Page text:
Pinna’s Intertwining Illusion

Pinna's intersecting spirals illusion

This is a brilliant illusion discovered by Baingio Pinna of the University of Sassari in Italy.  The circles appear to spiral and intersect, but are in fact an orderly set of concentric circles. The illusion is due to the way the orientation of the squares alternates from circle to circle, and that contrast alternates from square to square within each circle. The illusion is related to the movement illusions of Akiyoshi Kitaoka and to twisted cord illusions.

What’s going on is suggested by this next version, with the edges enhanced, plus a bit of blurring.

Filtered version of Pinna's intersecting spirals illusion

This image approximates (with false colour) the data transmitted within the brain once the image has been filtered by cell systems early in the visual pathway, including centre-surround cell assemblies (a bit technical, that link). The role of these is to enhance edges, so that bright edges are now emphasised by dark  fringes and vice versa. Note that between the little stacks of alternating light and dark fringes, along the line of the circles, the dark fringes of bright squares align with the dark edges of adjacent squares and vice versa. The scale and spacing of the squares is just right to get that alignment, and as a result the effect enhances the inward turning, spiralling effect due to the orientation of the squares. The fringes combine to give an effect a little like interfering waves. The illusion seems to be bamboozling processes that are usually superbly effective at filtering out the key information about edges and their orientation in the visual field.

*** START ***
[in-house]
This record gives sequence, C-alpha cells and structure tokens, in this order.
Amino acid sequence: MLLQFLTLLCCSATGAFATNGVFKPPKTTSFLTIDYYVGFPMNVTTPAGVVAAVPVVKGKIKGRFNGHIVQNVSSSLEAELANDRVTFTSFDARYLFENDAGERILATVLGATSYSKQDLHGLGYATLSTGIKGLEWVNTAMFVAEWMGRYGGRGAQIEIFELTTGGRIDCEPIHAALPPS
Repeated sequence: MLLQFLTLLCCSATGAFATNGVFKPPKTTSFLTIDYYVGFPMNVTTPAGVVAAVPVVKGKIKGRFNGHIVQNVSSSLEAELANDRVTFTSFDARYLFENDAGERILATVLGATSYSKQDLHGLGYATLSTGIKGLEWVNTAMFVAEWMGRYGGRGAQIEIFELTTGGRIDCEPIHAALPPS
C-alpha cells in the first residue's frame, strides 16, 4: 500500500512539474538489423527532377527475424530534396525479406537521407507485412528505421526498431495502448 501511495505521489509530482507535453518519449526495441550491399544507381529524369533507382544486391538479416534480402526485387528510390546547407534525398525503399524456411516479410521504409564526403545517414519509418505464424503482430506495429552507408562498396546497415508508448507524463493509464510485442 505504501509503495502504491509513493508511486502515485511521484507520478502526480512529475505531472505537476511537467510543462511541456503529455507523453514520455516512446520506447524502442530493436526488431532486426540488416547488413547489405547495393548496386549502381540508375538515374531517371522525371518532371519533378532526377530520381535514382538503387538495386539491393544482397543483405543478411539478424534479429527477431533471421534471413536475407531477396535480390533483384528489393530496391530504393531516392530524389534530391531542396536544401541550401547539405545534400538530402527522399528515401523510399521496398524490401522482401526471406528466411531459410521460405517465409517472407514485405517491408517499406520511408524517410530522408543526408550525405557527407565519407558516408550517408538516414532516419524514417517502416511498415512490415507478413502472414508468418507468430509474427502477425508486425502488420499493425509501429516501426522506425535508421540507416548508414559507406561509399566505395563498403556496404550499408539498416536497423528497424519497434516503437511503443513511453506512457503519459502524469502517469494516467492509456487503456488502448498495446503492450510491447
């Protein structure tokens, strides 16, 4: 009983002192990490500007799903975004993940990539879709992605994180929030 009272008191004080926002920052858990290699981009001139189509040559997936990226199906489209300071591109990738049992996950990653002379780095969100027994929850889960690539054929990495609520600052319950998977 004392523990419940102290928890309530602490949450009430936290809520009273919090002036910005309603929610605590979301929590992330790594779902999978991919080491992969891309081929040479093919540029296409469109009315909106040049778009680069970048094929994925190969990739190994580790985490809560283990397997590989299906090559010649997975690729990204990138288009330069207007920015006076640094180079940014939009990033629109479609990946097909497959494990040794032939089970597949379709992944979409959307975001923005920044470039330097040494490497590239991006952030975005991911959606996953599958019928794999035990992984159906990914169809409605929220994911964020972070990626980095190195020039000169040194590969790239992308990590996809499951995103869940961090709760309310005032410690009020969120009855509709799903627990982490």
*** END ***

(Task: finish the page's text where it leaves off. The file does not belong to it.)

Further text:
However, showing that centre-surround cell outputs could be enhancing the inward turning character of the lines forming the large circles doesn’t explain why the brain integrates the local effects into the perception that the large circles as a whole are spiralling inwards. I guess that’s because, to a much greater extent than we realise, we infer global configurations from what we see just in the central, foveal area of the field of view. That also seems to be the case with impossible 3 dimensional shapes, as in the impossible tribar.